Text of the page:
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IJN I-7 (J3 Type)

Ocean-Going Diesel-Electric Reconnaissance Submarine

IJN I-7 (J3 Type)

Ocean-Going Diesel-Electric Reconnaissance Submarine


The I-7 diesel-electric submarine of the Imperial Japanese Navy found her end on June 22nd, 1943 at the hands of the U.S. Navy.
National Flag Graphic
ORIGIN: Imperial Japan
YEAR: 1937
SHIPS-IN-CLASS (2): I-7; I-8
OPERATORS: Imperial Japan

Unless otherwise noted the presented statistics below pertain to the base IJN I-7 (J3 Type) design. Common measurements, and their respective conversions, are shown when possible.
CREW: 100
LENGTH: 358.7 feet (109.33 meters)
BEAM: 29.5 feet (8.99 meters)
DRAUGHT: 17 feet (5.18 meters)
PROPULSION: 2 x Diesel engines with electric motors driving 2 x shafts.
SPEED (SURFACE): 23 knots (26 miles-per-hour)
SPEED (SUBMERGED): 8 miles-per-hour (9 miles-per-hour)
RANGE: 13,991 nautical miles (16,100 miles; 25,910 kilometers)

6 x 533mm torpedo tubes (bow-facing)
1 x 140mm deck gun

1 x Floatplane Aircraft (recoverable)

Detailing the development and operational history of the IJN I-7 (J3 Type) Ocean-Going Diesel-Electric Reconnaissance Submarine.  Entry last updated on 5/30/2017. Authored by Staff Writer. Content ¬©
When launched on July 3rd, 1935, IJN I-7 and her sister-ship, IJN I-8 ,represented the largest submarines ever put to sea by the Empire of Japan to this point. As designed, these vessels were primarily intended for long-range reconnaissance work and thusly granted good sea-keeping qualities, strong armament and over-the-horizon capabilities through support of a single recoverable floatplane. Indeed, the boats were long endurance types with the ability to remain at sea for a consecutive period of 60 days and its operational ranges reached some 14,000 nautical miles - though highly dependent on food and fuel management. I-7 held a maximum speed of 23 knots and could dive to depths of 325, both proving useful in combat situations. Despite its reconnaissance-minded role, I-7 was well armed through 6 x 533mm torpedo tubes as well as a single 140mm deck gun for surface work. With its ability to launch a floatplane aircraft for scouting work, I-7 also featured a crane for self-recovery of said aircraft. This provided the boat with a good self-sustained operational existence which proved critical in ongoing Japanese naval operations in the vast Pacific Ocean region.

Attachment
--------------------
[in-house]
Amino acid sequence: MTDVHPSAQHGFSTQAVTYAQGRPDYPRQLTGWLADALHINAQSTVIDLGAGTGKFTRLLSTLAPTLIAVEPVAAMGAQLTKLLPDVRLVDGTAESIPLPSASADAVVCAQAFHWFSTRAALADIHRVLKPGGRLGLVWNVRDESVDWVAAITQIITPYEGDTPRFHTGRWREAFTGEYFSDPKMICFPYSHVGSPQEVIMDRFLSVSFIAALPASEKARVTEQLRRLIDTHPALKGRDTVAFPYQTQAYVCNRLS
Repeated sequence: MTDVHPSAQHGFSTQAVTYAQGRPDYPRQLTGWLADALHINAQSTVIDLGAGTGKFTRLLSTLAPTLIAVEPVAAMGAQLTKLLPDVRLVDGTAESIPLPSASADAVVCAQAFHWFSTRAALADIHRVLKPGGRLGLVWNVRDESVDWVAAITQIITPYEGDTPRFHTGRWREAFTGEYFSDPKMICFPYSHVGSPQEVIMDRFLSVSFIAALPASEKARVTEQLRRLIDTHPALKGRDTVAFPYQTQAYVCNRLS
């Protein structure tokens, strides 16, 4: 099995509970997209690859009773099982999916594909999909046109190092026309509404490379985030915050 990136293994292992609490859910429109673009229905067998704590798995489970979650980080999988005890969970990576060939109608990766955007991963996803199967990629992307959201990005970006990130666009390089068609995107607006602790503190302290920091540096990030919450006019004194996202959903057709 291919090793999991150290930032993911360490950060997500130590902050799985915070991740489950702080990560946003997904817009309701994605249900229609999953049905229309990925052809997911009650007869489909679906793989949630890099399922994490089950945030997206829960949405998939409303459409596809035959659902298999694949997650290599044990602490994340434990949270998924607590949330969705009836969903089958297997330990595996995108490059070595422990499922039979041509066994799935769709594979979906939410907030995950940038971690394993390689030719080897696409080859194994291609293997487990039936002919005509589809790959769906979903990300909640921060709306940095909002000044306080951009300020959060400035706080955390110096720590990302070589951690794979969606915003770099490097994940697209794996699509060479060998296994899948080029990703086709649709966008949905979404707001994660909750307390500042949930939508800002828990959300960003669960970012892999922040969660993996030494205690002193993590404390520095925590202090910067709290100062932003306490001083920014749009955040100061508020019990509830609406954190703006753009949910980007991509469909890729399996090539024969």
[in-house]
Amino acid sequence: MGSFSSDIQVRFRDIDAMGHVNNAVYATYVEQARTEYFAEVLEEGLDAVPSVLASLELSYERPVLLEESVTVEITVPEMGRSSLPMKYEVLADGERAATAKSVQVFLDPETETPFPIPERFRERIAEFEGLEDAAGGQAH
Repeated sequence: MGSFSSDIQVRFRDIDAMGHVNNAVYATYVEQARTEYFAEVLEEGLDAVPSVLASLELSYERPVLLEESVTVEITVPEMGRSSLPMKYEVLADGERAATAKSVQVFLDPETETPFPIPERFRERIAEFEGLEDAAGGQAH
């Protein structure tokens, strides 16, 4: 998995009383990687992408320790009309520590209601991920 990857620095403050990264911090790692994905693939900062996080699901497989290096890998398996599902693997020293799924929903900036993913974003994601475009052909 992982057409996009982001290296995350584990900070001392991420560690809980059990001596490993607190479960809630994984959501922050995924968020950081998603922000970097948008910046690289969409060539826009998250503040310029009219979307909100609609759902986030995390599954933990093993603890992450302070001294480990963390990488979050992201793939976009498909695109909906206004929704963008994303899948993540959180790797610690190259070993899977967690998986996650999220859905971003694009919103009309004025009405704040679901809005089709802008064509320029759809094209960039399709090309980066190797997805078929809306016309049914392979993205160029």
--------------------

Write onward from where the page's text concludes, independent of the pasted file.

Power for the boat was served through a diesel-electric arrangement driving two shafts. The diesel powerplants provided the necessary propulsion when the vessel was surfaced while the electric motors gave the boat its lifeblood when submerged. When surfaced, the vessel could make normal headway at 16 knots and, when submerged, maximum speed fell to 8 knots.

Her overall profile was traditional for the period with a tapered bow and stern. The sail was managed at midships in the usual way and home to periscope, antenna and communications arrays. The twin screws were fitted at the stern to either side of the hull. A rudder at the extreme aft-end of the boat allowed for turning. Dive planes were featured at the bow as were the six torpedo tubes. The deck gun was fitted forward of the sail. Her entire crew complement numbered 100.

I-7's ocean-going career ended on June 22nd, 1943 when she was targeted and chased down by the U.S. Navy destroyer USS Monaghan (DD-354), the I-7 landing on a rock bed and given up by its crew near the Aleutian island chain. Her sister, IJN I-8, fared a little better but she too was sunk by American warships - this during the landings at Okinawa.